For more on reparations, watch “United Shades of America with W. Kamau Bell” on Sunday, August 16 at 10 p.m. ET.
Among the policy proposals in Congress in the wake of the death of George Floyd is a bill to consider reparations.
Legislation that would establish a commission to study the consequences and impacts of slavery and make recommendations for reparations proposals is likely to get a vote this year from the full Congress, Democratic lawmakers said.
A spokesperson for Democratic Rep. Sheila Jackson Lee of Texas, who is the sponsor of the legislation, said she is “confident” the bill will receive a vote in the House during this Congress, though its future is uncertain at the moment.
“In response to our current focus on Black inequality, H.R. 40 allows for the first constructive, scholarly conversation on race that is clearly needed in the U.S. today,” Remmington Belford, a spokesperson for Jackson Lee, told CNN. “It offers full discussion on the analysis of economic, political, psychological, scientific, and sociological effects of slavery in the US.”
The House held a Judiciary subcommittee hearing on the bill, titled “H.R. 40 and the Path to Restorative Justice,” in 2019. The bill’s next stop is a full committee hearing, followed by a vote in the House.
House Majority Leader Steny Hoyer’s office told CNN that the bill will get a vote if it comes out of committee.
A potential reexamining of the proposal comes as the United States is reeling from the recent deaths of several black Americans at the hands of the police, including Floyd, who died in Minneapolis last month after a white police officer knelt on his neck for more than eight minutes. Widespread protests across the country have called for codified change in how the law treats the black community.
Del. Eleanor Holmes Norton, the District of Columbia’s nonvoting House member, said in an interview with CNN that recent events “virtually mandate” the passage of the legislation.
“The vote has not been set this year … but I would be very surprised if we didn’t have a vote this year,” Norton said, adding that very few votes have been scheduled given the chaos brought by the pandemic.
“Given this huge crisis in our country, with the hearing having already taken place, I would expect a vote this year even though a vote on almost nothing has been set at this moment,” Norton, a civil rights lawyer, said.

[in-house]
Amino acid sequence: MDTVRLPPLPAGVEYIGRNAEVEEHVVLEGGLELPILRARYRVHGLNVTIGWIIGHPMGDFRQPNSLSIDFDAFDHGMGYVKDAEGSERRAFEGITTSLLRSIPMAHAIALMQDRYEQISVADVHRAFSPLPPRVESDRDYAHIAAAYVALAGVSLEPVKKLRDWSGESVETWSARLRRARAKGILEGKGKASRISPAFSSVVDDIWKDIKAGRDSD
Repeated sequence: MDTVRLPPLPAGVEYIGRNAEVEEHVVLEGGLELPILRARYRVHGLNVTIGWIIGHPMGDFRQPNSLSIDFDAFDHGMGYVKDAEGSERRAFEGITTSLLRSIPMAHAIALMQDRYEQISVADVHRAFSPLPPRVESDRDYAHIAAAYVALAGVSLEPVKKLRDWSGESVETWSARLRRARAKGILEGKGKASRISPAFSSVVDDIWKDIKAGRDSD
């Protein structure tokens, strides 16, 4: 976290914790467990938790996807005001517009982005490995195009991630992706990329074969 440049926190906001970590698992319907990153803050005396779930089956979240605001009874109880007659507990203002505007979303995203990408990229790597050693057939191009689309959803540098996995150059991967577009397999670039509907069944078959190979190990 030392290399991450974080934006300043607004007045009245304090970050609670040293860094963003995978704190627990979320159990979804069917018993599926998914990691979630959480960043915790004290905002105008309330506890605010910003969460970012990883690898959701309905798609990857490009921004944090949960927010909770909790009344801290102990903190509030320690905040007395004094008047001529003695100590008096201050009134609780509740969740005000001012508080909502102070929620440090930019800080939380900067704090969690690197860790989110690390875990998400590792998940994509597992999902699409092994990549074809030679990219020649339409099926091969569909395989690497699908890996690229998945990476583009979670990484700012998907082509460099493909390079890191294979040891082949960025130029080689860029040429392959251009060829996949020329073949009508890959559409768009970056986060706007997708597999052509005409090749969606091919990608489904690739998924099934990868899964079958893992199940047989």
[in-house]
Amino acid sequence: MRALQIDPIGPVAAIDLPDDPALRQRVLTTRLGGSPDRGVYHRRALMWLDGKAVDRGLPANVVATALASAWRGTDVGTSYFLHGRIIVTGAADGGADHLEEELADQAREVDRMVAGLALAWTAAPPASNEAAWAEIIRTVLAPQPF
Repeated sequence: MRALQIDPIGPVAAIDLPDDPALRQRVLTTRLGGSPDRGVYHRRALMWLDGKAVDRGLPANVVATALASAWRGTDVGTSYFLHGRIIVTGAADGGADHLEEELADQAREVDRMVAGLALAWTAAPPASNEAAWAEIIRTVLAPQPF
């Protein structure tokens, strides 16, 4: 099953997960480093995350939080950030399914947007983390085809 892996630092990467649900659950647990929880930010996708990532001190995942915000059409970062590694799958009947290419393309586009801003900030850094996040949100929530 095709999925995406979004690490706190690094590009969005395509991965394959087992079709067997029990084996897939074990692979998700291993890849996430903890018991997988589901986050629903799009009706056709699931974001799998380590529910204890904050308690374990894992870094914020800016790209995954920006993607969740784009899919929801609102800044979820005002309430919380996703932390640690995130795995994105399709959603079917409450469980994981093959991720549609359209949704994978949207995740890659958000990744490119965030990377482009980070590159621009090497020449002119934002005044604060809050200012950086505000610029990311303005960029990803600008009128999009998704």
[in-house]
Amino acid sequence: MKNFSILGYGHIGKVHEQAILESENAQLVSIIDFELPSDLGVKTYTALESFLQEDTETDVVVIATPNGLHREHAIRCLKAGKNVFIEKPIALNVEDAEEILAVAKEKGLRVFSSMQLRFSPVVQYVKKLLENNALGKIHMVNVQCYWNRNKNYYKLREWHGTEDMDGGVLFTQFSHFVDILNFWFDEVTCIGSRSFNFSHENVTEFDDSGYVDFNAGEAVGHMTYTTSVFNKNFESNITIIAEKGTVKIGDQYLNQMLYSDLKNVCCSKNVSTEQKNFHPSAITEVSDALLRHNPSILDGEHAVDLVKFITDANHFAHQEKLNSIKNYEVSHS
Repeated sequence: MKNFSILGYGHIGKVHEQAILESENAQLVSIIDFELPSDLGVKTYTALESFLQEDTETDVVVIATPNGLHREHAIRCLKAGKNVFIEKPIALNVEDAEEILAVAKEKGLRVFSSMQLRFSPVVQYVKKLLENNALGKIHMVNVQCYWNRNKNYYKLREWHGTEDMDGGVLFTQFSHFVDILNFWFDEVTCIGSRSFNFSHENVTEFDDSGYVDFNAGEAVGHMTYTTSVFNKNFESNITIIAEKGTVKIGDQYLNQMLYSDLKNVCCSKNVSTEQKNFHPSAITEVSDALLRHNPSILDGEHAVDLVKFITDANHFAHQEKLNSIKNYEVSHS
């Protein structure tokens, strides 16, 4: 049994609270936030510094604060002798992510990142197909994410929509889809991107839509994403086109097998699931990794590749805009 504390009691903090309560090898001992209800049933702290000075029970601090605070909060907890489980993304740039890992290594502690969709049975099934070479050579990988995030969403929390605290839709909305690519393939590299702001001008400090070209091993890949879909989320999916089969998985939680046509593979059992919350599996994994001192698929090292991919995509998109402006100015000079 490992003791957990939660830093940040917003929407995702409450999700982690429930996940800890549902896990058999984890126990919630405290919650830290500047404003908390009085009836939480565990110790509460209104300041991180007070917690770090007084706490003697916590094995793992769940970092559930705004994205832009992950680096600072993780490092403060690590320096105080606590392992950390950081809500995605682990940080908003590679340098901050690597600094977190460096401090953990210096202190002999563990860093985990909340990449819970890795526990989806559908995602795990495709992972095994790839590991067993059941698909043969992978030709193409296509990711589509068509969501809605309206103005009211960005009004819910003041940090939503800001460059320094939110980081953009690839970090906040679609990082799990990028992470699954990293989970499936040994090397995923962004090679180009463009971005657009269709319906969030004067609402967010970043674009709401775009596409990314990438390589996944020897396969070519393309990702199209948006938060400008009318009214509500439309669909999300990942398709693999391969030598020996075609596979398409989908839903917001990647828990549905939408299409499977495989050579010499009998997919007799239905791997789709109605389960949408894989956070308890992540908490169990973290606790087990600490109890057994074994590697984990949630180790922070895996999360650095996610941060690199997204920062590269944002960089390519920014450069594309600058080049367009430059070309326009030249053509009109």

Jackson Lee’s office said it has the support of 128 members of the House – more than half of the Democratic caucus.
“The present racial tensions and attention given to black inequality has directly contributed to the supportive stance in pressing forward many members have taken. We still have much work to do, but we are closer than ever before,” Belford said.
Norton says if it were not for the virus, she thinks the House would have passed the bill by now.
“I would venture to say that I would expect some bipartisan support for this bill, this is not a controversial bill. It’s a bill to study, and it doesn’t say do something specific, it would be hard to be against it,” Norton said.
The bill would create a commission of 13 members who would compile a report of findings and recommendations on the issue and send it to Congress. Former Democratic Rep. John Conyers of Michigan, who served until 2017, had previously introduced legislation on reparations repeatedly over the span of multiple sessions of Congress.
When she first introduced the legislation, Jackson Lee said in a press release that “the Commission aims to study the impact of slavery and continuing discrimination against African-Americans, resulting directly and indirectly from slavery to segregation to the desegregation process and the present day.”
The issue of reparations also gained steam through the 2020 Democratic primary, with several candidates endorsing some form of reparations. Several endorsed Jackson Lee’s bill, including Democratic presidential nominee Joe Biden.
Democratic Sen. Cory Booker of New Jersey has introduced a companion version of the bill in the Senate, but its future remains uncertain under Majority Leader Mitch McConnell’s leadership.
Booker, the first witness to speak at the House subcommittee hearing, told the committee that America has not yet grappled with racism and white supremacy and that the hearing presents a “historic opportunity to break the silence, to speak to the ugly past and talking constructively about how we will move this nation forward.”
But McConnell said last year he opposed paying reparations, arguing “none of us currently living are responsible” for what he called America’s “original sin.”
“I don’t think reparations for something that happened 150 years ago for whom none of us currently living are responsible is a good idea,” the Kentucky Republican told reporters.
CNN’s Haley Byrd and Clare Foran contributed to this report.